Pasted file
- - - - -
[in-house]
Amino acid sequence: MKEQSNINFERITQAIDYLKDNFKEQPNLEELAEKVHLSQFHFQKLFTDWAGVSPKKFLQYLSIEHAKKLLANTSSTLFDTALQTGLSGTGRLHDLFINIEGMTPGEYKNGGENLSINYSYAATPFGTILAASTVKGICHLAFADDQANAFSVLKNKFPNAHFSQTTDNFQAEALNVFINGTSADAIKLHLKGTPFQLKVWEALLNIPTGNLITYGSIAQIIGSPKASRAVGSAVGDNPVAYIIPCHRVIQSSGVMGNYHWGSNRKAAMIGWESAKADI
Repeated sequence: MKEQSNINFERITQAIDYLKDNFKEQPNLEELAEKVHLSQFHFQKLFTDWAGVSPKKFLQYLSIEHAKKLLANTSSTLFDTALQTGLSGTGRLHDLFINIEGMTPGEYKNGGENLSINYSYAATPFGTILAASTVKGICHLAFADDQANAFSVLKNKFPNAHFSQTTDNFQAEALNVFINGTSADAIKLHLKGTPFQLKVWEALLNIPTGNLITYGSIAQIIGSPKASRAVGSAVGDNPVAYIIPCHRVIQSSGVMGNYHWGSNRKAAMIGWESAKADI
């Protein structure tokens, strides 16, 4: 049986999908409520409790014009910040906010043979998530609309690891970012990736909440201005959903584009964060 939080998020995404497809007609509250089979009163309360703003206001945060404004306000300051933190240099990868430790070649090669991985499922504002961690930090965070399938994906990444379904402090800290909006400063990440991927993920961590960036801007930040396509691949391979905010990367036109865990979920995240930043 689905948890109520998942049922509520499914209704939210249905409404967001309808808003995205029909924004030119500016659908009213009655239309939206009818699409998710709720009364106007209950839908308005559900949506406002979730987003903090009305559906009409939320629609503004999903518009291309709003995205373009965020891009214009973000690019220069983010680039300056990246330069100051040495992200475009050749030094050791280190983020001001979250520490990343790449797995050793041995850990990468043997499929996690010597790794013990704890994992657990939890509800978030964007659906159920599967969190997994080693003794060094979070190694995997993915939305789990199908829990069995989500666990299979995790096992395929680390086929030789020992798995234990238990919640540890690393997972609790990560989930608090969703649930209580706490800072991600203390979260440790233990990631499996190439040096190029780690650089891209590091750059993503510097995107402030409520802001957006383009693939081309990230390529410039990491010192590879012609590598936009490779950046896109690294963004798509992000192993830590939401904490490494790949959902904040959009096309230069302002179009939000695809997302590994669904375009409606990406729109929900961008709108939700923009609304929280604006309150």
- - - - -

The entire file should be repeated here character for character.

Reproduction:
[in-house]
Amino acid sequence: MKEQSNINFERITQAIDYLKDNFKEQPNLEELAEKVHLSQFHFQKLFTDWAGVSPKKFLQYLSIEHAKKLLANTSSTLFDTALQTGLSGTGRLHDLFINIEGMTPGEYKNGGENLSINYSYAATPFGTILAASTVKGICHLAFADDQANAFSVLKNKFPNAHFSQTTDNFQAEALNVFINGTSADAIKLHLKGTPFQLKVWEALLNIPTGNLITYGSIAQIIGSPKASRAVGSAVGDNPVAYIIPCHRVIQSSGVMGNYHWGSNRKAAMIGWESAKADI
Repeated sequence: MKEQSNINFERITQAIDYLKDNFKEQPNLEELAEKVHLSQFHFQKLFTDWAGVSPKKFLQYLSIEHAKKLLANTSSTLFDTALQTGLSGTGRLHDLFINIEGMTPGEYKNGGENLSINYSYAATPFGTILAASTVKGICHLAFADDQANAFSVLKNKFPNAHFSQTTDNFQAEALNVFINGTSADAIKLHLKGTPFQLKVWEALLNIPTGNLITYGSIAQIIGSPKASRAVGSAVGDNPVAYIIPCHRVIQSSGVMGNYHWGSNRKAAMIGWESAKADI
């Protein structure tokens, strides 16, 4: 049986999908409520409790014009910040906010043979998530609309690891970012990736909440201005959903584009964060 939080998020995404497809007609509250089979009163309360703003206001945060404004306000300051933190240099990868430790070649090669991985499922504002961690930090965070399938994906990444379904402090800290909006400063990440991927993920961590960036801007930040396509691949391979905010990367036109865990979920995240930043 689905948890109520998942049922509520499914209704939210249905409404967001309808808003995205029909924004030119500016659908009213009655239309939206009818699409998710709720009364106007209950839908308005559900949506406002979730987003903090009305559906009409939320629609503004999903518009291309709003995205373009965020891009214009973000690019220069983010680039300056990246330069100051040495992200475009050749030094050791280190983020001001979250520490990343790449797995050793041995850990990468043997499929996690010597790794013990704890994992657990939890509800978030964007659906159920599967969190997994080693003794060094979070190694995997993915939305789990199908829990069995989500666990299979995790096992395929680390086929030789020992798995234990238990919640540890690393997972609790990560989930608090969703649930209580706490800072991600203390979260440790233990990631499996190439040096190029780690650089891209590091750059993503510097995107402030409520802001957006383009693939081309990230390529410039990491010192590879012609590598936009490779950046896109690294963004798509992000192993830590939401904490490494790949959902904040959009096309230069302002179009939000695809997302590994669904375009409606990406729109929900961008709108939700923009609304929280604006309150």